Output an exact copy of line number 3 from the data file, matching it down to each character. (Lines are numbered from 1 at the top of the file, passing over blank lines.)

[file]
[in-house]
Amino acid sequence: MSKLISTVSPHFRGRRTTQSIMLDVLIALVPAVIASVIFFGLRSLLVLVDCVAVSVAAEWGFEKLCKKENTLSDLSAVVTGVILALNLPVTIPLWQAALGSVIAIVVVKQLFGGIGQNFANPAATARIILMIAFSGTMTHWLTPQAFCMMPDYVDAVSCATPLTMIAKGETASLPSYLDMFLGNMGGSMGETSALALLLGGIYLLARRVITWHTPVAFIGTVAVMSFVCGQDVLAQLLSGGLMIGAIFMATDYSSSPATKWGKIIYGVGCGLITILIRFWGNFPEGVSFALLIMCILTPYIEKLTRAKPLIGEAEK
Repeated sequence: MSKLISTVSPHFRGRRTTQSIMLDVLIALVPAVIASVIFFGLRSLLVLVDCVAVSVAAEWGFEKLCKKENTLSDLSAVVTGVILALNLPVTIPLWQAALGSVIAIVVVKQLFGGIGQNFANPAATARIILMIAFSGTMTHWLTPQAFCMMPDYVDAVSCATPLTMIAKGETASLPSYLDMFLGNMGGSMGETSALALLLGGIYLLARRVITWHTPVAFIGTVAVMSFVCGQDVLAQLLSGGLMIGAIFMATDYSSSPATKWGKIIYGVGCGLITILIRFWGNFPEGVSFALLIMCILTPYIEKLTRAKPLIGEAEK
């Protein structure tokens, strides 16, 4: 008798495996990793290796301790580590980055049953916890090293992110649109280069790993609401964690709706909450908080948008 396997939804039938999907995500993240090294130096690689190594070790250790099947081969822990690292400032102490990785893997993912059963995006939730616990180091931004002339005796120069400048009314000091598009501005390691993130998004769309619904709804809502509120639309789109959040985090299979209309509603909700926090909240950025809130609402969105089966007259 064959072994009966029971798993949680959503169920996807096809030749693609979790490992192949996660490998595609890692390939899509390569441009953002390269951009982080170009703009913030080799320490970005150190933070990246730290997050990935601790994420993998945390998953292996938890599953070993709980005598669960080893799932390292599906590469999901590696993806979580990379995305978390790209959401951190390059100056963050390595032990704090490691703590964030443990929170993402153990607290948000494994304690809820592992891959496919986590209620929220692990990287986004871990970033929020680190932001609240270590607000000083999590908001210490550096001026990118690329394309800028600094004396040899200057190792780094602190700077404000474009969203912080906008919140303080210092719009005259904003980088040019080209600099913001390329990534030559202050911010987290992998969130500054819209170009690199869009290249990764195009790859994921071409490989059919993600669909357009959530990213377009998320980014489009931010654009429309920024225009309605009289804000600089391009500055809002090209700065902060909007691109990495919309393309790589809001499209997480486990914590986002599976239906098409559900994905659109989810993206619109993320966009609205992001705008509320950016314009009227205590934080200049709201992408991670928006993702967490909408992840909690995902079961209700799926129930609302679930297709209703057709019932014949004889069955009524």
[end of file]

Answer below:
Repeated sequence: MSKLISTVSPHFRGRRTTQSIMLDVLIALVPAVIASVIFFGLRSLLVLVDCVAVSVAAEWGFEKLCKKENTLSDLSAVVTGVILALNLPVTIPLWQAALGSVIAIVVVKQLFGGIGQNFANPAATARIILMIAFSGTMTHWLTPQAFCMMPDYVDAVSCATPLTMIAKGETASLPSYLDMFLGNMGGSMGETSALALLLGGIYLLARRVITWHTPVAFIGTVAVMSFVCGQDVLAQLLSGGLMIGAIFMATDYSSSPATKWGKIIYGVGCGLITILIRFWGNFPEGVSFALLIMCILTPYIEKLTRAKPLIGEAEK